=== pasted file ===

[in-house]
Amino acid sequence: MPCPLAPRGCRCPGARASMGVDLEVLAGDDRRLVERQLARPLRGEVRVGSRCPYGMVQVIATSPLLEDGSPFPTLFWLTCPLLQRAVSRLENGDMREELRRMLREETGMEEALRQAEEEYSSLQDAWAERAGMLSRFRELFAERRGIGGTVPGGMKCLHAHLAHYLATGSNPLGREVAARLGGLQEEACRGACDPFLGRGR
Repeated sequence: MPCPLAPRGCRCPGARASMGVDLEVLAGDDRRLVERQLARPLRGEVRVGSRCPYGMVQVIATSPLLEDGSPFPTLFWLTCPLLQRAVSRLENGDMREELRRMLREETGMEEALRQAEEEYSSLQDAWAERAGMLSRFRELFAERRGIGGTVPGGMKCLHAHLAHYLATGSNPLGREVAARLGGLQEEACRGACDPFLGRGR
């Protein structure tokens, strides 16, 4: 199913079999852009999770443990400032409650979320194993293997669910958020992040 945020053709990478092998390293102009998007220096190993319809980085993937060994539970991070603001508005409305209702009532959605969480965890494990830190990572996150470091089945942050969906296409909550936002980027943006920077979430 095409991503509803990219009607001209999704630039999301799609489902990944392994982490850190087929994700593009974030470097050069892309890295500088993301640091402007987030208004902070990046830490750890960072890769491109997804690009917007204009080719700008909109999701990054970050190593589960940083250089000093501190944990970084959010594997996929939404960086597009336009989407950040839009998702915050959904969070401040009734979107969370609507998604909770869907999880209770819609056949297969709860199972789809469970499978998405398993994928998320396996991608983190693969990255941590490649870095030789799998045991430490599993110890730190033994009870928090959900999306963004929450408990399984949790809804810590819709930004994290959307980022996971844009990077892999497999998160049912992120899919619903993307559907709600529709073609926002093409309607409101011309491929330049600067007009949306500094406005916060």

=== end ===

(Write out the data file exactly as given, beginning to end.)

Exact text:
[in-house]
Amino acid sequence: MPCPLAPRGCRCPGARASMGVDLEVLAGDDRRLVERQLARPLRGEVRVGSRCPYGMVQVIATSPLLEDGSPFPTLFWLTCPLLQRAVSRLENGDMREELRRMLREETGMEEALRQAEEEYSSLQDAWAERAGMLSRFRELFAERRGIGGTVPGGMKCLHAHLAHYLATGSNPLGREVAARLGGLQEEACRGACDPFLGRGR
Repeated sequence: MPCPLAPRGCRCPGARASMGVDLEVLAGDDRRLVERQLARPLRGEVRVGSRCPYGMVQVIATSPLLEDGSPFPTLFWLTCPLLQRAVSRLENGDMREELRRMLREETGMEEALRQAEEEYSSLQDAWAERAGMLSRFRELFAERRGIGGTVPGGMKCLHAHLAHYLATGSNPLGREVAARLGGLQEEACRGACDPFLGRGR
């Protein structure tokens, strides 16, 4: 199913079999852009999770443990400032409650979320194993293997669910958020992040 945020053709990478092998390293102009998007220096190993319809980085993937060994539970991070603001508005409305209702009532959605969480965890494990830190990572996150470091089945942050969906296409909550936002980027943006920077979430 095409991503509803990219009607001209999704630039999301799609489902990944392994982490850190087929994700593009974030470097050069892309890295500088993301640091402007987030208004902070990046830490750890960072890769491109997804690009917007204009080719700008909109999701990054970050190593589960940083250089000093501190944990970084959010594997996929939404960086597009336009989407950040839009998702915050959904969070401040009734979107969370609507998604909770869907999880209770819609056949297969709860199972789809469970499978998405398993994928998320396996991608983190693969990255941590490649870095030789799998045991430490599993110890730190033994009870928090959900999306963004929450408990399984949790809804810590819709930004994290959307980022996971844009990077892999497999998160049912992120899919619903993307559907709600529709073609926002093409309607409101011309491929330049600067007009949306500094406005916060």